November 13, 2006
Work continues on campus ‘Master Plan’
hortly after his arrival, President Seligman established a campus master planning process to accompany the University strategic planning process. A long-term initiative that likely will stretch over 10 to 20 years, the plan is intended to assess the property owned by the University, including options for future development.
A subcommittee of the Board of Trustees' facilities committee is overseeing the planning process. Led by Trustee Roger Friedlander '56, the committee selected Ayres/Saint/Gross Architects and Planners to make recommendations on how best to utilize the University's holdings. Ronald Paprocki, senior vice president for administration and finance and chief financial officer, and University architect Paul Tankel sat down to explain what it all means for the University community and our Rochester neighbors.
Can you describe the process of developing the Master Plan?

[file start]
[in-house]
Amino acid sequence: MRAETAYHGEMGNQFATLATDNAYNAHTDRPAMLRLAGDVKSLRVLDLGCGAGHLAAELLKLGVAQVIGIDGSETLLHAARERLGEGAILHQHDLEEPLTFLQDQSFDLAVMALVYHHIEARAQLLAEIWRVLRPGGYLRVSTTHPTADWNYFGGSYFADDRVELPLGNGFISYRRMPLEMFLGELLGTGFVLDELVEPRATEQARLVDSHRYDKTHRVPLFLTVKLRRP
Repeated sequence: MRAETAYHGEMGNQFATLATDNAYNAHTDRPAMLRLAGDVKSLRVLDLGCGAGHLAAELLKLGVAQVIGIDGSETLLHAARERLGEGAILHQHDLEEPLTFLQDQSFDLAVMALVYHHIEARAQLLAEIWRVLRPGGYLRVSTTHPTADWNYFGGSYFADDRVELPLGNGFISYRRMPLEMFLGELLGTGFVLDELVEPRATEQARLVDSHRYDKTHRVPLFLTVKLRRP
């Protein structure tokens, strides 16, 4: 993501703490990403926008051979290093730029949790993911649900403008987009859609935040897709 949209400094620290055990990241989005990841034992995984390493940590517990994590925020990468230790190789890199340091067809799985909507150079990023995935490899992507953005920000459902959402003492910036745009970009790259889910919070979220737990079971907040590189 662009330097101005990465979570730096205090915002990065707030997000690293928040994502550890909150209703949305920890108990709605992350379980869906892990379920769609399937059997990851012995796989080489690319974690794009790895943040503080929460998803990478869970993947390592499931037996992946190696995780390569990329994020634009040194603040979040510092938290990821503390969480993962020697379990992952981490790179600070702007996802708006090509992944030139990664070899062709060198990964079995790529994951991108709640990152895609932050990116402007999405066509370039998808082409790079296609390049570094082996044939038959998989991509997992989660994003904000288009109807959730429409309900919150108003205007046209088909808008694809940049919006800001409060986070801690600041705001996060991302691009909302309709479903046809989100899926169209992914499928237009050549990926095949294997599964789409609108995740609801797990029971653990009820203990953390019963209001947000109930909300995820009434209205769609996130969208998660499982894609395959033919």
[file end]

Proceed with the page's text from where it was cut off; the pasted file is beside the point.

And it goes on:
Ronald Paprocki: The Master Plan Committee, along with our external consultants, is taking a look at the campuses—the way they're configured, the natural features, the connections with the neighborhoods, the connections among campuses—and ultimately we will talk about possibilities for the future. Along with the patterns of land use and the sites for future development, the things we will consider are transportation, parking issues, infrastructure, and the condition of facilities. The Master Plan does not answer the question "What are the next buildings to be built?"
At what stage is the plan now?
RP: We've had several meetings of the master planning committee and several visits by Ayers/Saint/Gross and other consultants. We've held some focus groups with members of the University community. We've also scheduled meetings with some local leaders—people from the City of Rochester, people from the Town of Brighton—and we also will reach out to the neighborhoods in the near future.